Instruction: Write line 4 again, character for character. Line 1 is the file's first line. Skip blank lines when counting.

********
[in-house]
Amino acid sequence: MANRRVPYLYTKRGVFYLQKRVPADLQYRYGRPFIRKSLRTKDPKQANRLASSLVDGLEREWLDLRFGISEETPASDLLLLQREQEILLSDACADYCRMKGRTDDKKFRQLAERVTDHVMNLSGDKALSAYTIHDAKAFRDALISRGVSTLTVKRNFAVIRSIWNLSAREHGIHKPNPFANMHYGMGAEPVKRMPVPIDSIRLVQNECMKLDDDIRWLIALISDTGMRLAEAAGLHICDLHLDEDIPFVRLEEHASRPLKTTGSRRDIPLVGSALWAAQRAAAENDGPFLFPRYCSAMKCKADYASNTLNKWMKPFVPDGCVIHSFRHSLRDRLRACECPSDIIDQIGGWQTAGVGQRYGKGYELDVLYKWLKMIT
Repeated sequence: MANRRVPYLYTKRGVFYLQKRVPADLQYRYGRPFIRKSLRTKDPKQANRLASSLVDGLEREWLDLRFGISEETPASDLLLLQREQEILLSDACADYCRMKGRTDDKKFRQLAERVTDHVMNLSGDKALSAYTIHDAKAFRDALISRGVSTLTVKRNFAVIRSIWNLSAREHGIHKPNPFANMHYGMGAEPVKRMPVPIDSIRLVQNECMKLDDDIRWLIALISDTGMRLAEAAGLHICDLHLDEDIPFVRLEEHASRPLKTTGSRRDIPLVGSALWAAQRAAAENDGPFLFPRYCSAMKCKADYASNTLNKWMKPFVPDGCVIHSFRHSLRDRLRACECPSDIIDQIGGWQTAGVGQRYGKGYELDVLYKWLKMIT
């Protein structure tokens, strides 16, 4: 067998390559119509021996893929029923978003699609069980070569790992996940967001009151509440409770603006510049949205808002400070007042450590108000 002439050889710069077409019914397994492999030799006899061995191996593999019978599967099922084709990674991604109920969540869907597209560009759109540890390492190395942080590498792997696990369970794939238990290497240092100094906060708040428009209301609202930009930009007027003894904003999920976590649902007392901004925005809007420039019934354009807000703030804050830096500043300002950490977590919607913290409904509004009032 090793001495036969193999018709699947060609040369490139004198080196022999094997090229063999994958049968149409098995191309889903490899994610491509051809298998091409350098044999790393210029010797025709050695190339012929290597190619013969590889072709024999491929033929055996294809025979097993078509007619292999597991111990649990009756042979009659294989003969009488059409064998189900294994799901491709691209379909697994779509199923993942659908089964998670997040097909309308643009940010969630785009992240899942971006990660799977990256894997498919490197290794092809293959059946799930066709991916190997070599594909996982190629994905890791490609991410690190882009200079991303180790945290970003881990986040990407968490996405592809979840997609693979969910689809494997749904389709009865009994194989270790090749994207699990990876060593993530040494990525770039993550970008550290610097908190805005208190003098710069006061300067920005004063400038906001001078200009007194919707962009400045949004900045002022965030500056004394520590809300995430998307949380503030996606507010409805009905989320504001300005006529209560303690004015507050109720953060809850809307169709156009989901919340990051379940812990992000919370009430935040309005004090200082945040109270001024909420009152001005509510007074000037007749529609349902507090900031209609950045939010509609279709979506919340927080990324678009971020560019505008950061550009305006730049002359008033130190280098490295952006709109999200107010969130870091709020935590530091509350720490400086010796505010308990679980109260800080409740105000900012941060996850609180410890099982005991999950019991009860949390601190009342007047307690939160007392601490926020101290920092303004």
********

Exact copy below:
């Protein structure tokens, strides 16, 4: 067998390559119509021996893929029923978003699609069980070569790992996940967001009151509440409770603006510049949205808002400070007042450590108000 002439050889710069077409019914397994492999030799006899061995191996593999019978599967099922084709990674991604109920969540869907597209560009759109540890390492190395942080590498792997696990369970794939238990290497240092100094906060708040428009209301609202930009930009007027003894904003999920976590649902007392901004925005809007420039019934354009807000703030804050830096500043300002950490977590919607913290409904509004009032 090793001495036969193999018709699947060609040369490139004198080196022999094997090229063999994958049968149409098995191309889903490899994610491509051809298998091409350098044999790393210029010797025709050695190339012929290597190619013969590889072709024999491929033929055996294809025979097993078509007619292999597991111990649990009756042979009659294989003969009488059409064998189900294994799901491709691209379909697994779509199923993942659908089964998670997040097909309308643009940010969630785009992240899942971006990660799977990256894997498919490197290794092809293959059946799930066709991916190997070599594909996982190629994905890791490609991410690190882009200079991303180790945290970003881990986040990407968490996405592809979840997609693979969910689809494997749904389709009865009994194989270790090749994207699990990876060593993530040494990525770039993550970008550290610097908190805005208190003098710069006061300067920005004063400038906001001078200009007194919707962009400045949004900045002022965030500056004394520590809300995430998307949380503030996606507010409805009905989320504001300005006529209560303690004015507050109720953060809850809307169709156009989901919340990051379940812990992000919370009430935040309005004090200082945040109270001024909420009152001005509510007074000037007749529609349902507090900031209609950045939010509609279709979506919340927080990324678009971020560019505008950061550009305006730049002359008033130190280098490295952006709109999200107010969130870091709020935590530091509350720490400086010796505010308990679980109260800080409740105000900012941060996850609180410890099982005991999950019991009860949390601190009342007047307690939160007392601490926020101290920092303004």